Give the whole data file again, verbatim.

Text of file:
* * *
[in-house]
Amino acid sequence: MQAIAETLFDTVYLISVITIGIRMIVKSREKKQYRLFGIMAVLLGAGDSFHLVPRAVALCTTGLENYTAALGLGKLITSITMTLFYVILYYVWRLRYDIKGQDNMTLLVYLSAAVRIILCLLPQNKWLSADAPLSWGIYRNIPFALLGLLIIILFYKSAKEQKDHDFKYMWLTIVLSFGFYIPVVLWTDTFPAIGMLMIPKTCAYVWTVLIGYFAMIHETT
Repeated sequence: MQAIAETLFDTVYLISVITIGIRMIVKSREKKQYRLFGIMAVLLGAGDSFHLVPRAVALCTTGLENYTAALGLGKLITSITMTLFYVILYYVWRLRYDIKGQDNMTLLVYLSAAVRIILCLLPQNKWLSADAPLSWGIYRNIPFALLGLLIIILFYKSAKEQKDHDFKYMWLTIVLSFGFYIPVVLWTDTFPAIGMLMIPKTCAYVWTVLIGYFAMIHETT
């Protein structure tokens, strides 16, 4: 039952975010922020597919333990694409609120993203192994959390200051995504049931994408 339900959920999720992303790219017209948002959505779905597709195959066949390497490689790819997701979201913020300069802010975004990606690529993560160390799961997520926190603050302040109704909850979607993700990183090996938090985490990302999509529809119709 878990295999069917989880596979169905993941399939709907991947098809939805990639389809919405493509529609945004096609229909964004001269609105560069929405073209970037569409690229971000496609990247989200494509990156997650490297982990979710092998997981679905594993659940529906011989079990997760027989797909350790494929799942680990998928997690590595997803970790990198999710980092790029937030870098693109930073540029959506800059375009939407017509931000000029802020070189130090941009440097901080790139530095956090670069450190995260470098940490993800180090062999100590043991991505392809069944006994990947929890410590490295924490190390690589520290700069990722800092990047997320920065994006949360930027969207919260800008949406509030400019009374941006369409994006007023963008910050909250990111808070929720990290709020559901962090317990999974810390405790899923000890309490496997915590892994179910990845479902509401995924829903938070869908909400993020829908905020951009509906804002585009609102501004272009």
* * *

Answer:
[in-house]
Amino acid sequence: MQAIAETLFDTVYLISVITIGIRMIVKSREKKQYRLFGIMAVLLGAGDSFHLVPRAVALCTTGLENYTAALGLGKLITSITMTLFYVILYYVWRLRYDIKGQDNMTLLVYLSAAVRIILCLLPQNKWLSADAPLSWGIYRNIPFALLGLLIIILFYKSAKEQKDHDFKYMWLTIVLSFGFYIPVVLWTDTFPAIGMLMIPKTCAYVWTVLIGYFAMIHETT
Repeated sequence: MQAIAETLFDTVYLISVITIGIRMIVKSREKKQYRLFGIMAVLLGAGDSFHLVPRAVALCTTGLENYTAALGLGKLITSITMTLFYVILYYVWRLRYDIKGQDNMTLLVYLSAAVRIILCLLPQNKWLSADAPLSWGIYRNIPFALLGLLIIILFYKSAKEQKDHDFKYMWLTIVLSFGFYIPVVLWTDTFPAIGMLMIPKTCAYVWTVLIGYFAMIHETT
């Protein structure tokens, strides 16, 4: 039952975010922020597919333990694409609120993203192994959390200051995504049931994408 339900959920999720992303790219017209948002959505779905597709195959066949390497490689790819997701979201913020300069802010975004990606690529993560160390799961997520926190603050302040109704909850979607993700990183090996938090985490990302999509529809119709 878990295999069917989880596979169905993941399939709907991947098809939805990639389809919405493509529609945004096609229909964004001269609105560069929405073209970037569409690229971000496609990247989200494509990156997650490297982990979710092998997981679905594993659940529906011989079990997760027989797909350790494929799942680990998928997690590595997803970790990198999710980092790029937030870098693109930073540029959506800059375009939407017509931000000029802020070189130090941009440097901080790139530095956090670069450190995260470098940490993800180090062999100590043991991505392809069944006994990947929890410590490295924490190390690589520290700069990722800092990047997320920065994006949360930027969207919260800008949406509030400019009374941006369409994006007023963008910050909250990111808070929720990290709020559901962090317990999974810390405790899923000890309490496997915590892994179910990845479902509401995924829903938070869908909400993020829908905020951009509906804002585009609102501004272009």